• Uchenna Nwosu and Boye Mafe for Chris Clemons and Balmer (advantage present)
  • Leonard Williams and Byron Murphy for Brandon Mebane and Colin Cole (push)
  • Mystery Linebacker Crew for Tatupu, Curry and Hawthorne (advantage present, honestly)
  • Devon Witherspoon, Tariq Woolen, Mike Jackson/Tre Brown for Jennings and Marcus Trufant (still advantage now)
  • Mystery Safety Crew for Milloy and Earl Thomas (ok the past get to have this one).

I’m comfortable giving 2024 the advantage on depth, too.

That 2010 defense was bad and they played down to their badness. Finished 25th in scoring, gave up 30+ points eight times, got blown out by 17+ seven times, limped to the end with a -97 scoring differential. Then, of course, it was completely completely completely remade. Carroll kept cycling through players until the hits came, from the CFL if necessary. He and Schneider kept drafting projects with unconventional body types until those 6-4 cornerbacks and way-too-big-what-the-hell-are-you-thinking safeties proved everyone wrong.

Macdonald will be building around Witherspoon, Nwosu, Woolen, Williams, Mafe and Murphy from the jump. The pass rush will be better than 2010, the corner play figures to shine, and the wild cards at linebacker and safety will largely determine whether the defense is competitive in 2024. And if it isn’t, off to 2025 we go, with a cast of different weapons.

I said this a while ago: you can fight fire with fire but the Seahawks chose the water of Macdonald’s defense to douse whatever flaming sorcery the Niners and Rams cook up. It’s going to be a clash of styles that harkens back to, well, 2010. Macdonald does have plenty of work do do, like Carroll did, on defense. Just… less. They’re both innovators, trend-setters, erstwhile wizards, and leaders not followers. It’s a good place to start.

Summary? Macdonald has a slightly better head start than his predecessor. Except, here’s the thing:

Coaching staff is greener than action green

For all the pursuit of Mike Macdonald — and he was courted like a only child princess whose dad is on death’s door — the fact remains he has coached as many NFL games as you, dear reader.

For all the success Ryan Grubb had at UW, for which we had a front-row seat, he’s coordinated as many NFL games as Blitz the mascot.

For all the hype Aden Durde is getting as the new DC, he’s a rookie too. Same for OL coach Scott Huff.

Do we think this quartet of minds (great minds, probably!) will click right away at the next level? Do we believe their acumen and mental gifts will translate immediately, to the point that both sides of the ball hit the ground running? And sacking?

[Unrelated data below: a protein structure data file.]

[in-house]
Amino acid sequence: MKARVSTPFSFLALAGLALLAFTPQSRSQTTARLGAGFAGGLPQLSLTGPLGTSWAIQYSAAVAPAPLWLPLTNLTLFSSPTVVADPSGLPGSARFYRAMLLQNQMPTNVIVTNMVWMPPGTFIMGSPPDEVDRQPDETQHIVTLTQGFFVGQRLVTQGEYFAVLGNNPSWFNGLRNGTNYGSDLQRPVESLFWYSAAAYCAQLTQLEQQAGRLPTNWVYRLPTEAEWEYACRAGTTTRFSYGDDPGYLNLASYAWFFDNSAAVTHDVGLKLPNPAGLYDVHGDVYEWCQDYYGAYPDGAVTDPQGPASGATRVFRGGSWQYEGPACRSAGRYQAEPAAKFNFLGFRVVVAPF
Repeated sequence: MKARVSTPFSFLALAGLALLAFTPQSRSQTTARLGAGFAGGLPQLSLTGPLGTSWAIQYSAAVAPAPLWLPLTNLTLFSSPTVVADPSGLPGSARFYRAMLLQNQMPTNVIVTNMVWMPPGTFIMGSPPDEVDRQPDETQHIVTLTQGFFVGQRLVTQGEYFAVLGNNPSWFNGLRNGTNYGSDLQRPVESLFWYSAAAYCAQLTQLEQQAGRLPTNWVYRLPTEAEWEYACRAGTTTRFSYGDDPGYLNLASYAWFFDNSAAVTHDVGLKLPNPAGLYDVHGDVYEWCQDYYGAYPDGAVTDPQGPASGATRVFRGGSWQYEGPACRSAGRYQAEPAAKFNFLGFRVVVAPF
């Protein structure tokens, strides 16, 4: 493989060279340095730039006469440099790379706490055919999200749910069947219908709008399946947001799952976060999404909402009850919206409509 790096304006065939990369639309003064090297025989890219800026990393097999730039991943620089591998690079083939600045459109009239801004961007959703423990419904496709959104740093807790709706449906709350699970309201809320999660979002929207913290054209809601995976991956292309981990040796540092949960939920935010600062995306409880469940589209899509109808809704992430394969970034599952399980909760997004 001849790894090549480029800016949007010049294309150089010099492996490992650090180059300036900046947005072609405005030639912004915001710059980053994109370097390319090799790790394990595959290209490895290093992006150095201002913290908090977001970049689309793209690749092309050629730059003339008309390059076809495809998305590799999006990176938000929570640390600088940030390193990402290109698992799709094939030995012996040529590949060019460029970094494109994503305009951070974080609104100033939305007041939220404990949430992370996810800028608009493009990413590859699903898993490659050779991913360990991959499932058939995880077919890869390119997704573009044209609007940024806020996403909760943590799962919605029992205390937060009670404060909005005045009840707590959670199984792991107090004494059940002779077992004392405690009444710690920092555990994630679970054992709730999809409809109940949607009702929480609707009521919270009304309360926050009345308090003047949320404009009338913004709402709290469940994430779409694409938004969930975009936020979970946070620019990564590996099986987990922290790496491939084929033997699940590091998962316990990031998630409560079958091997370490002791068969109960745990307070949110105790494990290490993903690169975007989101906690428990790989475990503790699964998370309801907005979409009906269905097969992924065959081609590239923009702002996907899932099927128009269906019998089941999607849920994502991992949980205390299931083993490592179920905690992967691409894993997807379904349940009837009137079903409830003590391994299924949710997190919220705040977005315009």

I don’t, actually. Believe that. Not for the first half of the first season. The learning curve in the NFL is such that college superstars usually take a while to acclimate, if they even stick at all. Countless first-rounders wash out altogether. Coaches must go through the same wringer. If they come through the other side, you’re in business. But until they do come through the other side, they haven’t yet. So you just don’t know.

Taylor guided the Bengals to the Super Bowl. Cincy hired him at the age of 36. Guess what? He went 6-25-1 in his first two seasons. A winning percentage below .200, no typo. If McDonald goes 4-13 twice that’ll be better than how Taylor started.

Sean McDermott produced average results (25-23) for three years before winning 13, 11, 13 and 11 games this decade.

In Miami, McDaniel’s teams score a lot but haven’t prevailed in a playoff game. Robert Saleh hasn’t had a winning season! People love them some Shane Steichen in Indy, and the Colts won all of nine games in Year 1.

LaFleur went 39-10 in his first three seasons and 17-17 since. Care to guess which part of his career is the Aaron Rodgers part?

Absolute ceiling for Macdonald is turning into Sirianni (9 wins, SB berth second year) or McVay (11 wins, in SB second year). But even McVay is 15-19 the last two seasons while Siranni’s Eagles just lost six of their last seven games.

Coaching is hard. It’s hard to be good right away. It’s impossible to be good every year.


Grubb doesn’t have the equivalent of a Heisman candidate under center. Macdonald doesn’t have Michigan’s superior talent or the Ravens’ back seven. Or their front four, for that matter, although one is allowed to like Seattle’s new-look D-line A LOT. Huff doesn’t have what looked like the best OL in college football. There are ways the Seahawks offense will be unable to assert itself like the Huskies did over, and over, and over again.

It’s encouraging and somewhat under-the-radar still that MikeMac was wise enough to surround himself with Leslie Frazier, who, like a Farmers agent, has seen a thing or two.

So, Macdonald is gonna get the best of Shanahan and McVay someday. It’ll happen once, and then if things go well, it’ll happen again. I just don’t think that’s necessarily a 2024 thing.

Verdict?

With so many moving pieces on the field and off, and the violent randomness inherent in every NFL season —


— it’s hard to set firm expectations. Seven wins this fall would be fine; not good, but fine. Eight would be proof Macdonald is on the right track. Nine means the retool/rebuild is ahead of schedule. Yay? Double-digit wins and maybe the Seahawks really did hit the coaching lottery, again. Don’t you dare talk to me about 11 or 12 though, least not until they’re 6-3 at the bye.